Drive me with Citris’Grungy’ to clear your heart. ‘
Romance is not dead, it’s just hard. The gestures we were driving were as small and large as the tributaries, and suddenly flooded into the white water, hoping that we would come out from the other side.
Angelina Torreano, a singer and guitarist from brooklyn-based Citris, has experienced one of the most old-fashioned romantic gestures: a guy writes her love poems. When the intensity did not respond, it became very strange that she wrote a piece of prose that was published with the song.
“Drive me crazy” is about attacks on ego and self-esteem after a partner rejects it. There is a clear ending, but it still feels unsolved. This is a classic theme of the death of romance, how disturbing it is, and how to answer so many questions.
I had an experience with a guy I met in the north, and he wrote me this very sweet poem after watching our show. We ended up dating for about a month, and I was shocked at first by his love poems. I finally became very fond of him, but of course, he freaked out when I started to like him.
To make a long story short, the reason for the end of the matter is that emotion is overwhelming. But when you keep writing poetry for your “lover”, are you begging for mercy at this reciprocal intensity?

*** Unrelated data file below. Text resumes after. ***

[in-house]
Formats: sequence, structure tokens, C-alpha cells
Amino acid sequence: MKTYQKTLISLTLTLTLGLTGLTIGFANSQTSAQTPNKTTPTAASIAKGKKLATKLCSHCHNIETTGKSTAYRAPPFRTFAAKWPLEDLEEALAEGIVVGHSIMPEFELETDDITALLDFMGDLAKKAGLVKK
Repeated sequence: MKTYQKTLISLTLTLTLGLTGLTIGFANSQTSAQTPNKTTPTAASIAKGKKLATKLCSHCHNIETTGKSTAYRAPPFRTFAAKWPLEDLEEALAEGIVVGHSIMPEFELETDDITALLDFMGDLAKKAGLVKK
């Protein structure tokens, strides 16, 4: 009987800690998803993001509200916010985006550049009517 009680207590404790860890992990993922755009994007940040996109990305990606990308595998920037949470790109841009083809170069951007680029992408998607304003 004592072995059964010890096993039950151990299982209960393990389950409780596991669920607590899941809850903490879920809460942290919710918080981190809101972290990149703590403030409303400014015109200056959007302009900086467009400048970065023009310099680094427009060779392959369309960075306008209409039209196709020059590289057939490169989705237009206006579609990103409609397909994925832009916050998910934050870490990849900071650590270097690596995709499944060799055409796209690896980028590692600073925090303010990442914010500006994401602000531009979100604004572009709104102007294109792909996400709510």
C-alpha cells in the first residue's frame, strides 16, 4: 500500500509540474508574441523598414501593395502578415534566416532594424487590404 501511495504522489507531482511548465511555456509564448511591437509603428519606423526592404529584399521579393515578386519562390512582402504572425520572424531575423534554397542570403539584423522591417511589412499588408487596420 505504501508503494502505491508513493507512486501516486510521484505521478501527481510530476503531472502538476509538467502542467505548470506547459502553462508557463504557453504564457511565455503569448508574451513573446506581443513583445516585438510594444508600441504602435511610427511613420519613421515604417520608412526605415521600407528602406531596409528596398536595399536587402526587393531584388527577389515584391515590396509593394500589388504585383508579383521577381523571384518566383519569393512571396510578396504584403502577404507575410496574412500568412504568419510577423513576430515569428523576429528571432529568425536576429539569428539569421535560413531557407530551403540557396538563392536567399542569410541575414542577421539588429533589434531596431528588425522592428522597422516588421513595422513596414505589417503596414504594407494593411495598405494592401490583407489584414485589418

So to release the hurt feelings, I pulled some weeds and wrote, “drive me crazy.” Marijuana is also a very important asset for a breakup.
I think it’s important for me because the whole experience is really unsettling. Although it’s a very short time, it reminds me of the fact that even though I feel like I have this kind of appearance, I’m really vulnerable. In the end, it was a relief. So, as I said, I was hurt, and I messed up some major 7 chords in my living room at 1 a.m. or 2 a.m., and DMC was born. I remember my roommate in his room copying the chorus back to me. I think that’s a good sign.
Citris’s “drive me crazy” feels like three songs stitched together from a broken heart. In his secretary’s closest (” you “is my favorite lover) and benign (” now I’m really very high/I think I am very sad”) after the confession, people with your fingertips acoustic guitar – it has to do with the quality of the early bright eyes to share a bedroom, will give you the most serious pain said to smear cosmetic mirror. But then the feedback creeps up at the door, and torretano’s howling hook – “you’re driving my craaaaaaaazy” – weeding out the slow motion of the guitar. At the last minute, the clumsy bridge became a subtle copy of the choir, as if the band had turned the torreano bedroom into a shoe store.
The new single follows the Panic of 2017 Panic In Hampton Bays, and has expanded the 1990s debt rock made by Torreano, Chris Krasnow (guitar), Eva Lawitts (bass) and Zane West (drum). “Drive me crazy” is a laxative on the wall, if it’s a little confusing – but hey, so is breaking up.